Dog Bite Treatment

They may be our best friends, but dogs are still animals and they can bite. In fact, dogs bite about 4.5 million Americans every year, half of them children between ages 5 and 9. One out of every five of those bites causes an injury that requires medical attention, according to the Centers for Disease Control. Children are also more likely than adults to be injured by a dog bite.

As of 1994, an estimated 34 million American households owned at least one dog, accounting for a canine population in the United States in excess of 55 million.1,2,4 Most dogs never bite a human; however, under certain circumstances, any dog is capable of inflicting harm. The most common victims of dog bites are children, especially in incidents that prove fatal.2,5–7 Almost one half of all reported cases of dog bites involve an animal owned by the victim’s family or the victim’s neighbors.3 Most victims are involved in normal, nonprovoking activities before the dog attacks.2 For example, neonatal deaths resulting from a dog bite most often involve a sleeping baby.1,2

Several dog breeds have been identified for their role in fatal dog bite attacks, including pit bull breeds, malamutes, chows, Rottweilers, huskies, German shepherds and wolf hybrids.1,2,8 From 1979 to 1988, pit bull breeds accounted for more than 41 percent of dog bite-related fatalities, three times as many as German shepherds.

Medical treatment

Severe bites that need medical treatment will be cleaned, with any damaged or dead tissue removed (known as debridement).

If there’s a risk of infection, the wound will be left open, as this makes it easier to keep it clean. If the risk of infection is believed to be low, the wound can be stitched up.

Wounds that bleed excessively will be closed to prevent blood loss, despite the risk of infection.


Antibiotics are given as a precaution when it’s believed there’s an increased risk of infection. They’re usually recommended for:

  • animal bites to the hands, feet or face
  • any bites that have caused puncture wounds
  • wounds that need to be closed due to excessive bleeding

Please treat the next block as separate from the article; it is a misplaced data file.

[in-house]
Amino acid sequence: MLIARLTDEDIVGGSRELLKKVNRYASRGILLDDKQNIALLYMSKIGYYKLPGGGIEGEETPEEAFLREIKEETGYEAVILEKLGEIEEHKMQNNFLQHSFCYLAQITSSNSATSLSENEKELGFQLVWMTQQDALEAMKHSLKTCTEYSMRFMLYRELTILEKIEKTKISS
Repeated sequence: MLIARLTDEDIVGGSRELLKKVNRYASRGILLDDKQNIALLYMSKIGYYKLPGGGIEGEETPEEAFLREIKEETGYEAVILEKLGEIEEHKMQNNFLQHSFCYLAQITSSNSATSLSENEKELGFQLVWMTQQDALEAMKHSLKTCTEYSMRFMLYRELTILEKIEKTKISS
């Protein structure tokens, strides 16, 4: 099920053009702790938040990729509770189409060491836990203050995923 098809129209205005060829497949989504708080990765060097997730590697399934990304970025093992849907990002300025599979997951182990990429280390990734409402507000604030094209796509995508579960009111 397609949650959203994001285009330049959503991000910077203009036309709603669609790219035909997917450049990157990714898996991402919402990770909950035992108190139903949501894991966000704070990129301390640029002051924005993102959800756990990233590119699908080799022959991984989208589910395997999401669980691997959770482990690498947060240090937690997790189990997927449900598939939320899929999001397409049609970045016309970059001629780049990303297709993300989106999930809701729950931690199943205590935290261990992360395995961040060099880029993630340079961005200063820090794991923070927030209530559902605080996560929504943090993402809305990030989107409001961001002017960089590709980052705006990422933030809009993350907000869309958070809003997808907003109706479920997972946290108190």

• wounds that require debridement (removal of damaged tissue)
  • wounds that involve joints, ligaments or tendons
  • people with prosthetic (artificial) joints or valves
  • people with a weakened immune system (immunosuppression) from a health condition such as diabetes or HIV, or as a side effect of treatments such as chemotherapy or a splenectomy (removal of the spleen)

In most cases, a three-day course of an antibiotic called co-amoxiclav is recommended, as it’s a broad-spectrum antibiotic (effective against a wide range of different bacteria).

Co-amoxiclav is available in tablet or liquid form. Possible side effects include nausea, vomiting and diarrhoea.

Co-amoxiclav belongs to the penicillin family of antibiotics, so it won’t be suitable for you if you have a previous history of penicillin allergy (which affects around 1 in 15 people).

If you do, you should tell the doctor in charge of your care. Alternative antibiotics are available, such as doxycycline or ciprofloxacin hydrochloride in combination with metronidazole.

Additional treatment

Additional treatment may be required if you have:

  • a deep puncture wound that may have damaged bones, joints, muscles, tendons or nerves
  • a facial wound
  • a bite where a foreign body, such as a tooth, may be embedded in the wound
  • a wound to an area with a reduced blood supply, such your nose or ears (wounds to these areas could take longer to heal and have a higher risk of infection)
  • an infected wound that doesn’t respond to treatment

Further reconstructive surgery may be required for serious or complex wounds. Serious infections, or infections that don’t respond to oral antibiotics, can be treated with injections of antibiotics (intravenous antibiotics).

Sources: and nhs



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